James Webb telescope lifted atop its launch rocket

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JWSTImage source, Manuel Pedoussaut
Image caption,
A "shower curtain" surrounding Webb maintained cleanliness throughout the operation

The James Webb Space Telescope (JWST) has been hoisted atop the rocket that will blast it into orbit.

Weighing more than six tonnes, the $10bn successor to the legendary Hubble observatory was lifted by a crane and edged into position using guide lasers.

Webb is the single most expensive space science experiment ever conceived.

Its huge mirror and super-sensitive instruments will try to spy the first stars to shine in the Universe more than 13.5 billion years ago.

Other work will see it probe the atmospheres of distant planets to look for signs of life.

The pictures on this page are among the last we will see of Webb on Earth.

Lift-off had been scheduled for Wednesday 22 December, but issues related to the electrical interface between Webb and the rocket following mating mean the ascent to space won't now happen before Friday 24 December.

JWST is a US space agency (Nasa) venture, but the task of launching it has been given to the European Space Agency (Esa), which is a partner on the project along with the Canadian Space Agency (CSA).

Esa is using the dependable Ariane-5 for the job. The vehicle operates out of the Kourou spaceport in French Guiana.

Engineers at the spaceport have been preparing the telescope and rocket in parallel and only brought them together into the same building last week.

Image source, Manuel Pedoussaut
Image caption,
Webb was lifted by crane to a work platform that stands over the top of the rocket

The crane manoeuvres required to mate the pair required millimetric precision. A "shower curtain" was put around Webb during the work of attachment to keep the observatory and its mirrors super-clean.

Not shown on this page is the next stage - the activity of encapsulation, the placement of Ariane's nosecone, or fairing, over the top of Webb. This activity was scheduled to be completed on Tuesday.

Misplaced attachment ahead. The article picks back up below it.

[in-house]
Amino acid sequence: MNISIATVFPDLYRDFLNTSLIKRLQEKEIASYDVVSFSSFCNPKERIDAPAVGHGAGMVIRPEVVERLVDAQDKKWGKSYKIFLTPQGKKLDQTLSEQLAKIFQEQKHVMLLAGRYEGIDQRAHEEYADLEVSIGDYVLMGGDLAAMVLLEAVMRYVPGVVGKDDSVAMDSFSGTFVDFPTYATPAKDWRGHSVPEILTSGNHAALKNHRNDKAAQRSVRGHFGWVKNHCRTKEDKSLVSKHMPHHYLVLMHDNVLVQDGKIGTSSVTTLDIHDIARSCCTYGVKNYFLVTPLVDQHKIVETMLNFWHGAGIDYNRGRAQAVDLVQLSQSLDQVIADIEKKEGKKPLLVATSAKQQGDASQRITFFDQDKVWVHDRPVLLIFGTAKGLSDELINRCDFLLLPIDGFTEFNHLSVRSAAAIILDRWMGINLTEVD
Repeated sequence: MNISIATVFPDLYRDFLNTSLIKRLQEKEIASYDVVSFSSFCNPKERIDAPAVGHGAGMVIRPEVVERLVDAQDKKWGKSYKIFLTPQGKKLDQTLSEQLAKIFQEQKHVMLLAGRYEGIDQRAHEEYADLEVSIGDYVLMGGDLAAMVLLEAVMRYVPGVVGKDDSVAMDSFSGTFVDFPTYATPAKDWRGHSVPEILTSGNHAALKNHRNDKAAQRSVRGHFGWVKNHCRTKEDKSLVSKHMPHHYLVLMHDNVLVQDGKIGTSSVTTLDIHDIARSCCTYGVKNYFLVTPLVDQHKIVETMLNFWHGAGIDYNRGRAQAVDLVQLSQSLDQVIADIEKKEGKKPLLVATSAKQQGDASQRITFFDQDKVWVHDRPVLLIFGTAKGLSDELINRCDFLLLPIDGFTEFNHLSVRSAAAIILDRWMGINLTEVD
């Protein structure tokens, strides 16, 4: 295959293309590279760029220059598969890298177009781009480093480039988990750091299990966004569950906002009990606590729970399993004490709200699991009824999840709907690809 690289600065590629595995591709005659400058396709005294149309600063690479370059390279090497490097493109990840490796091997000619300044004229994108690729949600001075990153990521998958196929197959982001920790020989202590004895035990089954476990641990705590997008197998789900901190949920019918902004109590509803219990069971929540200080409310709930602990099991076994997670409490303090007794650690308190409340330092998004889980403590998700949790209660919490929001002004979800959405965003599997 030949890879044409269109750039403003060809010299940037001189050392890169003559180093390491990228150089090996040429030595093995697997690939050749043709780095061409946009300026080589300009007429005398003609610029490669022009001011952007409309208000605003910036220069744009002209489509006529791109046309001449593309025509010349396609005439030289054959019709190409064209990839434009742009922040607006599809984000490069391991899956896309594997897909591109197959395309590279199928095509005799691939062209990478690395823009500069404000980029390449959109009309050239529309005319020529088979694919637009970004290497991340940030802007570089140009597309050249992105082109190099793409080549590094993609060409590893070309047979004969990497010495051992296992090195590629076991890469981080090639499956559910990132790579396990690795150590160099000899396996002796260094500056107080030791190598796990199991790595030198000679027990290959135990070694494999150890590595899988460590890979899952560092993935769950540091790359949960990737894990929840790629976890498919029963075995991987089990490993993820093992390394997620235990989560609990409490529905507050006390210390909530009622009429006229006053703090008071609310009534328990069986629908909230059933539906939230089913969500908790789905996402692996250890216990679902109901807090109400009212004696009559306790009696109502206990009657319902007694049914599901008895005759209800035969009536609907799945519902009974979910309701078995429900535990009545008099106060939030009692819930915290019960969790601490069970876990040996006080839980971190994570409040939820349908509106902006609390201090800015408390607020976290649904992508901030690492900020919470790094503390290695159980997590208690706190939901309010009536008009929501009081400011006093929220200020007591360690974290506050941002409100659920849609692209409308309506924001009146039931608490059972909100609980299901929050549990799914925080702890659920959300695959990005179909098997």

The fairing, which will protect Webb during the first three minutes of its ascent to space, only just fits around the telescope.

Webb, in its folded launch configuration, is a rectangular box measuring 10.6m (35ft) by 4.5m by 4.5m. This leaves a mere 15-20cm gap to the inner surface of the nosecone. And under launch loads, when everything is vibrating, this separation will be reduced still further to as little as 9cm.

Webb will continue to be monitored in the days up to lift-off.

There are access points in the fairing, explains Esa Webb project manager Peter Rummel.

"This means we can purge the inside using very dry, super-clean air. We can also put in sensors to look for any contamination. And of course we switch on the telescope to check everything continues to be OK," he told BBC News.

Image source, Manuel Pedoussaut
Image caption,
Webb shown being lowered down on to the rocket - guided by lasers

The Ariane carries a number of modifications for the upcoming flight. In particular, special vents have been put in the sides of the fairing to ensure there is an even loss of pressure during the climb to orbit. This will ensure there is no abrupt change in environment that might damage the telescope when the fairing is discarded.

The rocket will throw Webb on to a path that will take it to an observing station some 1.5 million kilometres from Earth.

This journey should last a month, during which time Webb's 6.5m-diameter primary mirror and tennis court-sized sunshield will be unfolded.

The telescope has been designed to image the earliest objects to form after the Big Bang.

These are theorised to be colossal stars, grouping together in the first galaxies.

"There's speculation that these massive early stars might quickly collapse into black holes," explains Prof Andy Bunker from Oxford University.

"More massive stars will undergo rapid core collapse, which we call a supernova event. We see those as stellar explosions. But there is a sweet spot in terms of stellar mass where the star might collapse directly to a black hole. So-called direct-collapse black holes have been predicted but never seen observationally. Webb may give us the evidence, albeit indirectly."

Image source, David Ducros
Image caption,
Artwork: The clamshell-shaped fairing will protect Webb as it climbs to space

You can hear Jonathan talking to key figures on the James Webb mission in a special edition of Discovery on the BBC World Service and on Inside Science on BBC Radio 4.